A powerful engine roils deep beneath our feet, converting energy in the Earth’s core into magnetic fields that shield us from the solar wind. Similar engines drive the magnetic activity of the sun, other stars and even other planets—all of which create magnetic fields that reinforce themselves and feed back into the engines to keep them running.

Much about these engines, which scientists refer to as dynamos, remains unknown. That’s partly because the math behind them is doubly difficult, combining the complex equations of fluid motion with the equations that govern how electric and magnetic fields bend, twist, interact and propagate. But it’s also because lab-bound dynamos, which attempt to mimic the astrophysical versions, are expensive, dangerous and do not yet reliably produce the signature self-sustaining magnetic fields of real dynamos.

Now, Victor Galitski, a Fellow of the Joint Quantum Institute (JQI), in collaboration with two other scientists, has proposed a radical new approach to studying dynamos, one that could be simpler and safer. The proposal, which was published Oct. 25 in Physical Review Letters, suggests harnessing the electrons in a centimeter-sized chunk of solid matter to emulate the fluid flows in ordinary dynamos.

If such an experiment is successful, it might be possible for researchers in the future to study the Earth’s dynamo more closely—and maybe even learn more about the magnetic field flips that happen every 100,000 years or so. "The dynamics of the Earth’s dynamo are not well understood, and neither are the dynamics of these flips," says Galitski, who is also a physics professor at the University of Maryland. "If we had experiments that could reproduce some aspects of that dynamo, that would be very important."

Such experiments wouldn’t be possible but for the fact that electrons, which carry current through a material, can sometimes be thought of as a fluid. They flow from high potential to low potential, just like water down a hill, and they can flow at different speeds. The trick to spotting the dynamo effect in an electron fluid is getting them to flow fast enough without melting the material.

"People haven’t really thought about doing these experiments in solids with electron fluids," Galitski says. "In this work we don’t imagine having a huge system, but we do think it’s possible to induce very fast flows."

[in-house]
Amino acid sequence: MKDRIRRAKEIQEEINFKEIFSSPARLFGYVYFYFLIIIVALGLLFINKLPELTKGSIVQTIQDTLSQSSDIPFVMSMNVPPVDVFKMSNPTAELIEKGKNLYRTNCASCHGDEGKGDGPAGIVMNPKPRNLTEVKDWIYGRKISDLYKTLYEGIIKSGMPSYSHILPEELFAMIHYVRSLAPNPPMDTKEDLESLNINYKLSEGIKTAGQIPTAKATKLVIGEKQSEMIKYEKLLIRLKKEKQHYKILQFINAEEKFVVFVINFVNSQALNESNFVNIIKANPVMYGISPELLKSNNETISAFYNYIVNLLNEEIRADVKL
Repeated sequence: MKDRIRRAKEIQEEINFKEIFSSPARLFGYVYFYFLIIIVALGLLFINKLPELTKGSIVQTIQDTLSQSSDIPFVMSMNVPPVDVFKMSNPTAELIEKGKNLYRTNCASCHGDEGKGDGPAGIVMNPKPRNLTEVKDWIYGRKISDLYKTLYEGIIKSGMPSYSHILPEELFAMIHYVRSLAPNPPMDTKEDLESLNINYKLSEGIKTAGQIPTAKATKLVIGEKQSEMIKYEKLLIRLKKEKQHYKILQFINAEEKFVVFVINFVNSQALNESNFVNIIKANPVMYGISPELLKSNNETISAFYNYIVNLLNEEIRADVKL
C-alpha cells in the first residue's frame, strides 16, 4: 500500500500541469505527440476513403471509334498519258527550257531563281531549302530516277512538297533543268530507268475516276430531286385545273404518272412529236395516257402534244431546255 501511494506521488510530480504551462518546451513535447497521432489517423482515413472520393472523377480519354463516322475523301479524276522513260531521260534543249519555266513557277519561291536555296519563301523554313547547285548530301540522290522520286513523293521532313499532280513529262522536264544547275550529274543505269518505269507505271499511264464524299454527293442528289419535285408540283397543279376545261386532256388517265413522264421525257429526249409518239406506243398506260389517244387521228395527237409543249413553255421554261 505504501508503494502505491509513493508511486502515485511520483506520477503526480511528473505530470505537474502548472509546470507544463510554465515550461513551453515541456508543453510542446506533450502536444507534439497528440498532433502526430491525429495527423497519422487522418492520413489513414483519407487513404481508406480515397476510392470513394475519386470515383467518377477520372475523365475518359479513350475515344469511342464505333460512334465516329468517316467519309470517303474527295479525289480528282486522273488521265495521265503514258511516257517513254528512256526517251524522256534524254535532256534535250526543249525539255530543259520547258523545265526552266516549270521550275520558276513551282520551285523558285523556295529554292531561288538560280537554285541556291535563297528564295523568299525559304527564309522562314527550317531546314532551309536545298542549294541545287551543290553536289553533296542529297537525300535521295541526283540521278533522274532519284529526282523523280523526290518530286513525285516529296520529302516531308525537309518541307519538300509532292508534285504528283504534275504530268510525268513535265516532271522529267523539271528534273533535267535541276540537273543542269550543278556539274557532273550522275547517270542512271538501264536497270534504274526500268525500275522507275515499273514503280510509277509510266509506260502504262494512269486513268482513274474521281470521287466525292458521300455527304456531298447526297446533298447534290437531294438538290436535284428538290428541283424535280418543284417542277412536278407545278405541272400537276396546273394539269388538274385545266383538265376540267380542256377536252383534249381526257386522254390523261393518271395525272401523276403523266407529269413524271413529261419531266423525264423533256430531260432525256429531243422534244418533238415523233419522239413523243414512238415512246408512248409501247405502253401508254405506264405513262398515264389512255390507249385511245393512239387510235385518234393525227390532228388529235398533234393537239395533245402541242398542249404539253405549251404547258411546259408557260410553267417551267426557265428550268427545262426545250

Those fast flows would be interesting in their own right, Galitski says, but they are especially important for realizing the dynamo effect in the lab. Despite the many lingering unknowns about dynamos, it seems that turbulence plays a crucial role in their creation. This is likely because turbulence, which leads to chaotic fluid motion, can jostle the magnetic field loose from the rest of the fluid, causing it to twist and bend on top of itself and increase its strength.

But turbulence only arises for very fast flows—like the air rushing over the wing of an airplane—or for flows over very large scales—like the liquid metal in the Earth’s core or the plasma shell of the sun. To create a dynamo using a small piece of solid matter, the electrons would need to move at speeds never before seen, even in materials known for having highly mobile electrons.

Galitski and his collaborators think that a material called a Weyl semimetal may be able to host an electron fluid flowing at more than a kilometer per second—potentially fast enough to generate the turbulence necessary to bootstrap a dynamo. These materials have received broad attention in recent years due to their unusual characteristics, including anomalous currents that arise in the presence of magnetic fields and that may reduce the speed required for turbulence to emerge.

"It might seem that turbulence isn’t particularly extraordinary," says Sergey Syzranov, a co-author and former JQI postdoctoral researcher who is now an assistant professor of physics at the University of California, Santa Cruz. "But in solids it has never been demonstrated to our knowledge. A major achievement of our work is that turbulence is realistic in some solid-state materials."

The authors say that it’s not yet clear how best to kickstart a dynamo on a small sliver of Weyl semimetal. It may be as simple as physically rotating the material. Or it could require pulsing an electric or magnetic field. Either way, Galitski says, the experimental signature would show a totally nonmagnetic system spontaneously form a magnetic field. "Controlled experiments like these with turbulence in electrons are totally unheard of," Galitski says. "I can’t really say what will come out of it, but it could be really interesting."

Mehdi Kargarian, a former JQI postdoctoral researcher who is now an assistant professor of physics at the Sharif University of Technology, was also a co-author of the new paper.

Story by Chris Cesare